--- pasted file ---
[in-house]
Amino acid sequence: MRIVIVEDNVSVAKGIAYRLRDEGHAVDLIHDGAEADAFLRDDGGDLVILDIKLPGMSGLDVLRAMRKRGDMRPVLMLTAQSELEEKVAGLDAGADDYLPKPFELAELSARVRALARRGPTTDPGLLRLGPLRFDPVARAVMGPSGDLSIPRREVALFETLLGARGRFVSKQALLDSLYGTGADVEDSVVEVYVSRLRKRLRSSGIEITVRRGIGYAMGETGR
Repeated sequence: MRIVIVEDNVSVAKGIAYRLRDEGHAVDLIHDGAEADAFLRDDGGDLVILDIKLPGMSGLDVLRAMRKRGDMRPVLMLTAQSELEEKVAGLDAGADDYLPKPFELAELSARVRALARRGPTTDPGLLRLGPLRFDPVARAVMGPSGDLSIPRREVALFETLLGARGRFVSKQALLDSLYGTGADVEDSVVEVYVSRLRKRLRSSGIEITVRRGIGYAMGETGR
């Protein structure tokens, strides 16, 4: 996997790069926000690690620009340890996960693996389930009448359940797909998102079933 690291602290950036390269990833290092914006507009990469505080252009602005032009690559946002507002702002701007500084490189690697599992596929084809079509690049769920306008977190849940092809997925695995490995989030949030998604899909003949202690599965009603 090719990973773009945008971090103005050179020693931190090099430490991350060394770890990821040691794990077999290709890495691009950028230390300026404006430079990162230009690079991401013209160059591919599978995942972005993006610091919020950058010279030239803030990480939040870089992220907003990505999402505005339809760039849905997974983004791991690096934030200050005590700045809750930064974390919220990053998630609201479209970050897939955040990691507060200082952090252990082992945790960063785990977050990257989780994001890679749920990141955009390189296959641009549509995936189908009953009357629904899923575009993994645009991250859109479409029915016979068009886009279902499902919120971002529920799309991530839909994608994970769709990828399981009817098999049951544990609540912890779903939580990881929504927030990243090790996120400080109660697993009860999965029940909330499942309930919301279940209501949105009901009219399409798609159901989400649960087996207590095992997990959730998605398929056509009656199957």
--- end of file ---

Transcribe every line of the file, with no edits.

[in-house]
Amino acid sequence: MRIVIVEDNVSVAKGIAYRLRDEGHAVDLIHDGAEADAFLRDDGGDLVILDIKLPGMSGLDVLRAMRKRGDMRPVLMLTAQSELEEKVAGLDAGADDYLPKPFELAELSARVRALARRGPTTDPGLLRLGPLRFDPVARAVMGPSGDLSIPRREVALFETLLGARGRFVSKQALLDSLYGTGADVEDSVVEVYVSRLRKRLRSSGIEITVRRGIGYAMGETGR
Repeated sequence: MRIVIVEDNVSVAKGIAYRLRDEGHAVDLIHDGAEADAFLRDDGGDLVILDIKLPGMSGLDVLRAMRKRGDMRPVLMLTAQSELEEKVAGLDAGADDYLPKPFELAELSARVRALARRGPTTDPGLLRLGPLRFDPVARAVMGPSGDLSIPRREVALFETLLGARGRFVSKQALLDSLYGTGADVEDSVVEVYVSRLRKRLRSSGIEITVRRGIGYAMGETGR
């Protein structure tokens, strides 16, 4: 996997790069926000690690620009340890996960693996389930009448359940797909998102079933 690291602290950036390269990833290092914006507009990469505080252009602005032009690559946002507002702002701007500084490189690697599992596929084809079509690049769920306008977190849940092809997925695995490995989030949030998604899909003949202690599965009603 090719990973773009945008971090103005050179020693931190090099430490991350060394770890990821040691794990077999290709890495691009950028230390300026404006430079990162230009690079991401013209160059591919599978995942972005993006610091919020950058010279030239803030990480939040870089992220907003990505999402505005339809760039849905997974983004791991690096934030200050005590700045809750930064974390919220990053998630609201479209970050897939955040990691507060200082952090252990082992945790960063785990977050990257989780994001890679749920990141955009390189296959641009549509995936189908009953009357629904899923575009993994645009991250859109479409029915016979068009886009279902499902919120971002529920799309991530839909994608994970769709990828399981009817098999049951544990609540912890779903939580990881929504927030990243090790996120400080109660697993009860999965029940909330499942309930919301279940209501949105009901009219399409798609159901989400649960087996207590095992997990959730998605398929056509009656199957």